An Afghan man lays flowers outside the Lebanese restaurant attacked by terrorists, during an anti-terrorism demonstration in Kabul yesterday.
KABUL: Afghanistan’s National Security Council, which is chaired by President Hamid Karzai, yesterday accused “foreign intelligence services” of being behind the deadly attack on a Kabul restaurant, in a veiled reference to Pakistan.
Pakistan was the main supporter of the former Taliban regime in Afghanistan, and Afghan officials have long voiced suspicions about connections between the hardline movement and Islamabad’s powerful intelligence services.
“The NSC said such sophisticated and complex attacks are not the work of the ordinary Taliban, and said without doubt foreign intelligence services beyond the border are behind such bloody attacks,” a statement from the palace said.
“Beyond the border” is a phrase commonly used by the Afghan government to refer to neighbouring Pakistan.
Taliban insurgents claimed responsibility for Friday evening’s suicide assault on a popular Lebanese restaurant in central Kabul in which 21 people, including 13 foreigners, were killed.
Among the dead were three Americans, two British citizens, two Canadians, the International Monetary Fund head of mission, and the Lebanese owner of the Taverna du Liban, which was a popular social venue for expats.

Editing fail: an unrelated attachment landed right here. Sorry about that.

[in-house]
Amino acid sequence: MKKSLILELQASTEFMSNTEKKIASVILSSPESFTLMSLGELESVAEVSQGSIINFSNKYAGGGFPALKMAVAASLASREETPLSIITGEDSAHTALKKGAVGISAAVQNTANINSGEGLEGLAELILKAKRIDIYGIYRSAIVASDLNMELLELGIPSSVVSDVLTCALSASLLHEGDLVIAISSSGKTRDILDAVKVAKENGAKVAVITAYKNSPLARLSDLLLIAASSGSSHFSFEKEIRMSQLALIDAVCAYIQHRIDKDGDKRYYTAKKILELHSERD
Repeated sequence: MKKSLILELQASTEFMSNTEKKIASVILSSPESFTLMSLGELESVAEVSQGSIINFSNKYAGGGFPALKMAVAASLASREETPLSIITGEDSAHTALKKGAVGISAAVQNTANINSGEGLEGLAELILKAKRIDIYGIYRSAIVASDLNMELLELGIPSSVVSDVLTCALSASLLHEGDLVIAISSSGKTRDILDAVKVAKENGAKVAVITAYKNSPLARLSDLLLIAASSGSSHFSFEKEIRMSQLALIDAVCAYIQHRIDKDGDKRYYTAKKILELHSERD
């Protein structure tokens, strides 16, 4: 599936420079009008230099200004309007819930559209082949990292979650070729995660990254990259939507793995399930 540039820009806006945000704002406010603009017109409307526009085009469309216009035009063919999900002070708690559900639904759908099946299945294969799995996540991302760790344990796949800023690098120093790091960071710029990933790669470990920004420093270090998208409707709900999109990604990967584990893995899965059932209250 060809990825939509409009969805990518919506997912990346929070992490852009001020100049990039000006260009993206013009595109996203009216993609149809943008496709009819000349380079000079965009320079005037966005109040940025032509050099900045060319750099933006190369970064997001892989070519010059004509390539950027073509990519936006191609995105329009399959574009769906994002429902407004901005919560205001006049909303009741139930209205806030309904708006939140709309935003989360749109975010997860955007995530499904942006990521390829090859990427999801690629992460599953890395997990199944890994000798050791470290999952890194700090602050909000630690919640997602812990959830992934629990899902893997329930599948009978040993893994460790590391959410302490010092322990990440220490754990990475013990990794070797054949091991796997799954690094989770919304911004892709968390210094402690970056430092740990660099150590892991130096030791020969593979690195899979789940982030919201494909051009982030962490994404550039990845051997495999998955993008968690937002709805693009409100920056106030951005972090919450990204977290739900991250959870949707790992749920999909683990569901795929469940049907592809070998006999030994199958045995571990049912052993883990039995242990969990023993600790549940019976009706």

In the deadliest attack on foreign civilians since the Taliban were ousted in 2001, one attacker detonated his suicide vest at the fortified entrance to the restaurant before two other militants stormed inside and gunned down diners and staff.
Afghan officials yesterday vowed to investigate how the suicide attackers penetrated one of the most secure parts of Kabul.
Three police chiefs responsible for the Wazir Akbar Khan district have been suspended over the security breach.
“The police officers will be questioned to see how this attack happened,” interior ministry spokesman Sediq Sediqqi said at a rally of about 100 protesters outside the targeted restaurant.
The demonstrators, holding signs reading “We denounce terrorism”, had gathered to protest against the Taliban insurgency that opposes the US-backed Kabul government.
A series of checkpoints known as the “ring of steel” was established in 2009 after repeated attacks in central Kabul, but the militants evaded armed police tasked with searching people and vehicles.
United Nations leader Ban Ki-moon paid tribute to the four UN staff killed in the attack, and pledged the UN would maintain its work in Afghanistan.
“This is totally unacceptable and this is a violation of international humanitarian law. All the perpetrators must be held accountable,” the secretary general said.